Firstly, they are both marine ports with world famous stretches of water/land on their doorstep (the Golden Gate and the White Cliffs of Dover) as well as glorious bay/sea views in all directions and weathers.

The boats in Folkestone’s pretty harbour hardly match up to the million dollar vessels you will find docked in Sausalito or Tiburon across San Francisco Bay. But the scene has a timeless charm that is endlessly captivating, whether at high or low tide.

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Both places teeter on the edge of their nation. Folkestone, with its proximity to mainland Europe, cemented by the opening of the Channel Tunnel in 1994, has long vied with neighbouring Dover for the title of “Gateway to England” (personally, I think it’s a draw), while San Francisco is on the seismically challenged tip of a vast continent.

And because of that position, they have both served as major embarcation points for their nation’s military in time of war. In the 1914-18 conflict, it is estimated that as many as eight million soldiers marched down Folkestone’s Road of Remembrance to the Harbour Station en route to the fields of Flanders and France, while in the Second World War, more than a million and a half soldiers left for the Pacific conflict from San Francisco and its neighbour on the other side of the Bay Bridge, Oakland.

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“The City” (as (we) San Franciscans call it) is consistently placed high (invariably first) on culinary surveys. The Foodie Capital of the U.S.A is no idle boast. Folkestone may not have attained that elevated status (for a start it’s not in the U.S.A. but you know what I mean), but a number of fine cafes and restaurants have sprouted in the town in recent years, a visible and tasty manifestation of the regeneration, courtesy in no small part to the beneficence of Sir Roger de Haan.

Rocksalt, the seafood restaurant perched alongside the small railway bridge that separates the inner from outer harbour, has recently been named the thirtieth best in the U.K and Googies has been adjudged Restaurant of the Year in the 2016 Taste of Kent Awards.

There are a number of other quality restaurants (Copper and Spices, Blooms @1/4 and Follies are personal favourites), both in the town and dotted along the recently reopened Harbour Arm, capped by the lovely Champagne Bar at the foot of the lighthouse.

And one can’t forget, this being a seaside resort, that there are many establishments serving up fish and chips (not forgetting the mushy peas, white bread and butter and mug of tea).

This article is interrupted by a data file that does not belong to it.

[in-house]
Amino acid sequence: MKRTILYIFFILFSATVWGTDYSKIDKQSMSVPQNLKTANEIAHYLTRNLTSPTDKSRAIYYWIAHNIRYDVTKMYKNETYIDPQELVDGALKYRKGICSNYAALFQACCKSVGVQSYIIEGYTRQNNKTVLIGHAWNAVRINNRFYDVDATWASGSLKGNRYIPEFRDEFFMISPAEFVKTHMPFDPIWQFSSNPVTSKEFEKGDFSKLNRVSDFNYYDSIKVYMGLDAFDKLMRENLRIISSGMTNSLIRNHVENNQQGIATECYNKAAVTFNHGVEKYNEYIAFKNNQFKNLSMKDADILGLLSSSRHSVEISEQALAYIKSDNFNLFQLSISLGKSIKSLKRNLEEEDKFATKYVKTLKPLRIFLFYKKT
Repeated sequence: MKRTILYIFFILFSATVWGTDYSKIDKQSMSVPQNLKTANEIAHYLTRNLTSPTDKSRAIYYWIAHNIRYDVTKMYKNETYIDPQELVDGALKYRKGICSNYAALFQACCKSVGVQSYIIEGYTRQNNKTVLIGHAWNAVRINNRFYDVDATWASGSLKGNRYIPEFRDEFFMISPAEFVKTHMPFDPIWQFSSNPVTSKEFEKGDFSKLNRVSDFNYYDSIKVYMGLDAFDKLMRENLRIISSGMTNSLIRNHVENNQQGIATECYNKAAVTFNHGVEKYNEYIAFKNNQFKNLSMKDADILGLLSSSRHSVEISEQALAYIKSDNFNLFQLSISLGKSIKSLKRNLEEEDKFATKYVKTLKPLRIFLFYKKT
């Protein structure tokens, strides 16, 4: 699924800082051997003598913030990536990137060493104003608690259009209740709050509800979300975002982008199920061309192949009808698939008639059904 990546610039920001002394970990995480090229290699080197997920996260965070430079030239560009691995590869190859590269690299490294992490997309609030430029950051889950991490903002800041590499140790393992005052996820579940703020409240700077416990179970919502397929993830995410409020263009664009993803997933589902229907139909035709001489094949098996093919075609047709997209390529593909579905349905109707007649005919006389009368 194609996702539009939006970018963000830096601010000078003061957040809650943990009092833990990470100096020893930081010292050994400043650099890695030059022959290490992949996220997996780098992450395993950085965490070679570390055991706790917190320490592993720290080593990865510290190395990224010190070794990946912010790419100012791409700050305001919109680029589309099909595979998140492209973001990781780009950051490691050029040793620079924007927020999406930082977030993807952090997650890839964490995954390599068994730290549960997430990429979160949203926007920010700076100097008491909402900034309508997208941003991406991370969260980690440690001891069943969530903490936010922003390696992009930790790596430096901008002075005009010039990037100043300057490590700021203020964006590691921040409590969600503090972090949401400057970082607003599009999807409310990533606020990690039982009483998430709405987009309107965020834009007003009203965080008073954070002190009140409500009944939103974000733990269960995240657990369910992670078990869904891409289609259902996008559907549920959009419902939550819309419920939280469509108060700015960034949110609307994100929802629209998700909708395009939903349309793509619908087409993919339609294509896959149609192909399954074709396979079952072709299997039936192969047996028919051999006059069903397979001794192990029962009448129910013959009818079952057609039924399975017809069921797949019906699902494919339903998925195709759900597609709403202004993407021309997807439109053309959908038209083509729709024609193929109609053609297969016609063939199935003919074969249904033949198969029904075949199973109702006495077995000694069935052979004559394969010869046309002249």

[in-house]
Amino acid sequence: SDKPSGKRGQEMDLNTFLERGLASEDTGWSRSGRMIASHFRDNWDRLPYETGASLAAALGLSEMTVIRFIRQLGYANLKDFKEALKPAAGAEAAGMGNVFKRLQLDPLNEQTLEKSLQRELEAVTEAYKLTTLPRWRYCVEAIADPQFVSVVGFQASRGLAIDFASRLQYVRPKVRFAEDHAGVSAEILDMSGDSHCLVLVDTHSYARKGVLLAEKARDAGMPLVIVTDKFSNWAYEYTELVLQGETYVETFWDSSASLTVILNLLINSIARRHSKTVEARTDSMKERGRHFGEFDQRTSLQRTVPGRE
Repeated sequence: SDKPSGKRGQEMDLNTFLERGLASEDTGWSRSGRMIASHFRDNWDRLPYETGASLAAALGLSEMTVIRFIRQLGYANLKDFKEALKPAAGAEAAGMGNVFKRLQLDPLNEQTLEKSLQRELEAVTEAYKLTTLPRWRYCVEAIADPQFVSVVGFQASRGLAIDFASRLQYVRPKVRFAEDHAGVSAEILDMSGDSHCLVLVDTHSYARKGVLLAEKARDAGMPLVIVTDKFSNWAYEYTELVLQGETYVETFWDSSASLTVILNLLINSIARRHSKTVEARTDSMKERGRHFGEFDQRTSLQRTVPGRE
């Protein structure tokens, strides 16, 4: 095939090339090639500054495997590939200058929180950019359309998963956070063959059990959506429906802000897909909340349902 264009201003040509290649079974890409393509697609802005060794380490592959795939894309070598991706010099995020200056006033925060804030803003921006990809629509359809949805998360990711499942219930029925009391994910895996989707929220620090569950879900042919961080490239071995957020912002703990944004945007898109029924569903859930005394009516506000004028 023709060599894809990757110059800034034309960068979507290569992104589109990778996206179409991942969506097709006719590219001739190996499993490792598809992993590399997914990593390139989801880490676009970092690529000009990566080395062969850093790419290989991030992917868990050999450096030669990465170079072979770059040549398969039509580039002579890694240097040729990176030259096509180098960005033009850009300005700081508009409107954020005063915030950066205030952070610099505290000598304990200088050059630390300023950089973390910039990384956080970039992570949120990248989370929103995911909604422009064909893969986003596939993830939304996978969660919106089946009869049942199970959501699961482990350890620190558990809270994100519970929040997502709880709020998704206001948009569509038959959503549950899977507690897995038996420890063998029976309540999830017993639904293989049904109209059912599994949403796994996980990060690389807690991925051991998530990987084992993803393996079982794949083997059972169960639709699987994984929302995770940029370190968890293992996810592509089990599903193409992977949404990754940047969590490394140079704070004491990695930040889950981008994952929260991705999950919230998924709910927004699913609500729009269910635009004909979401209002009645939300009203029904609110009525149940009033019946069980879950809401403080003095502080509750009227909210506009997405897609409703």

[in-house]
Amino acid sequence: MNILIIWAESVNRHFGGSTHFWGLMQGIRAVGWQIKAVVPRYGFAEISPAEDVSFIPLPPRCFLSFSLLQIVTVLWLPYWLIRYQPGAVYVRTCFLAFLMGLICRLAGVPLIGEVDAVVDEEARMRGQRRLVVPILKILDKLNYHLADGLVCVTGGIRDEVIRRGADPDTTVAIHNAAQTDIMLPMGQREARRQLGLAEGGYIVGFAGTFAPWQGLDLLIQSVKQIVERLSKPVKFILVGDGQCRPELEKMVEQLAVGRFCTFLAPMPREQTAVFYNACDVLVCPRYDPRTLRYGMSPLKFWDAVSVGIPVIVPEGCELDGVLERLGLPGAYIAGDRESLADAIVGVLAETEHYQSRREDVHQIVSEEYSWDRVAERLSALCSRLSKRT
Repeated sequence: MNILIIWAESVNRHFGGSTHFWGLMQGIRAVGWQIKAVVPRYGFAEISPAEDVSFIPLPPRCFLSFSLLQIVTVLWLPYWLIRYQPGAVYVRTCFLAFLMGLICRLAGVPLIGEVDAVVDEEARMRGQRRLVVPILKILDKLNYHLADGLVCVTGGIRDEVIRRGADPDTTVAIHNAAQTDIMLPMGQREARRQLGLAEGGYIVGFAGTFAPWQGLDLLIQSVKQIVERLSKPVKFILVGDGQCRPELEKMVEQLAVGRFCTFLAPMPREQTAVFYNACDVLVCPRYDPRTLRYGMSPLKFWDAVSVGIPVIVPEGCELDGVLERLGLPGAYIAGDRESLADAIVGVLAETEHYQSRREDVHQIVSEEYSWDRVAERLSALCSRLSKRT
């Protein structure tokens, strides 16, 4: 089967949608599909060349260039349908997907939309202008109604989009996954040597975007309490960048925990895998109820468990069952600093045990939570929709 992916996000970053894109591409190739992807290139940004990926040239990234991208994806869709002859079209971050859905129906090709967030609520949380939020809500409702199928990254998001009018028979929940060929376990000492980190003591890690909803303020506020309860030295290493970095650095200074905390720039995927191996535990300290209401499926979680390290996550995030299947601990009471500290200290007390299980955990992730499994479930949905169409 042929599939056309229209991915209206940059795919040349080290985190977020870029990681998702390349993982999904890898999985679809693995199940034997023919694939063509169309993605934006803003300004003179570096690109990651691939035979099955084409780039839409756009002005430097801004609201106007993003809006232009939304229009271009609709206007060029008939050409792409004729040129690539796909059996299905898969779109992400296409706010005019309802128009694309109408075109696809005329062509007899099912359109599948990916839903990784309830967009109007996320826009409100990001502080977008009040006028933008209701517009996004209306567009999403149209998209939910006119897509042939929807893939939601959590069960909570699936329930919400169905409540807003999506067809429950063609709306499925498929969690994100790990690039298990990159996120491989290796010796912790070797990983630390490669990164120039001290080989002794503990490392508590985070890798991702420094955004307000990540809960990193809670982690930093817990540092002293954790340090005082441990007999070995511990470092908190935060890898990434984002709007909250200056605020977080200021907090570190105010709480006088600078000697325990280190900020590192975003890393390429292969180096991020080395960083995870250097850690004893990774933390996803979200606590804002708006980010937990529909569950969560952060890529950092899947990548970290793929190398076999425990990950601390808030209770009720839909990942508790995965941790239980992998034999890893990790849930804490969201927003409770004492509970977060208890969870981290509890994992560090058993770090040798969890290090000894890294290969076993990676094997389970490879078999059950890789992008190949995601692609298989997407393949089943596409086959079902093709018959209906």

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Coffee culture is strong too – many shops provide coffee and cake in addition to their primary products – and there is a distinct hipster vibe about Folkestone that mirrors – on a smaller scale of course – the atmosphere in neighbourhoods like the Mission, Cole Valley and Potrero Hill on the “left coast” of America.

Any self-respecting coastal resort would not be complete without its harbourside seafood stalls selling freshly caught crab and lobster as well as cockles, whelks and prawns. Bob’s, Chummy’s and La’s are all well established and popular purveyors of the denizens of the sea. A Fisherman’s Wharf in miniature you might argue.

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Home to Jack London and Dashiel Hammett, the Beat poets and the Summer of Love, inspiration for the WPA and Mission muralists, San Francisco has always had a reputation for being a town for artists, writers and musicians. After all, it provides a gorgeous natural canvas upon which to create. However, one of the consequences of astronomical rents in recent years has been to drive many artists out of the city.

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In contrast, Folkestone’s star as an arts venue of international repute is rising. Every three years – the next is in 2017 – it becomes host to a prestigious arts festival (Triennial), where artists are permitted free rein about town to create public artworks (there are already twenty seven pieces on display by luminaries like Yoko Ono and Tracey Emin).

This is the most high profile manifestation of a burgeoning arts scene centred on the Creative Quarter where galleries and performance space adorn the once run down Old High Street and Tontine Street. Indeed, it is the arts that has been the fulcrum of the regeneration that has become the envy of other coastal resorts around the UK (which, admittedly, have not had the benefit of a sugar daddy like de Haan.

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The City by the Bay is renowned for its year round cavalcade of neighbourhood and city wide festivals and fairs celebrating its cherished devotion to diversity, including Pride, the Haight Ashbury Street Fair, North Beach Festival, Hardly Strictly Bluegrass and Folsom Street Fair.

In contrast, Folkestone’s admittedly more modest, but nonetheless impressive, calendar of annual events, notably Charivari, the Harbour Festival, Leas Village Fete, Armed Forces DaySkabour and the Folkestone Book Festival among many others.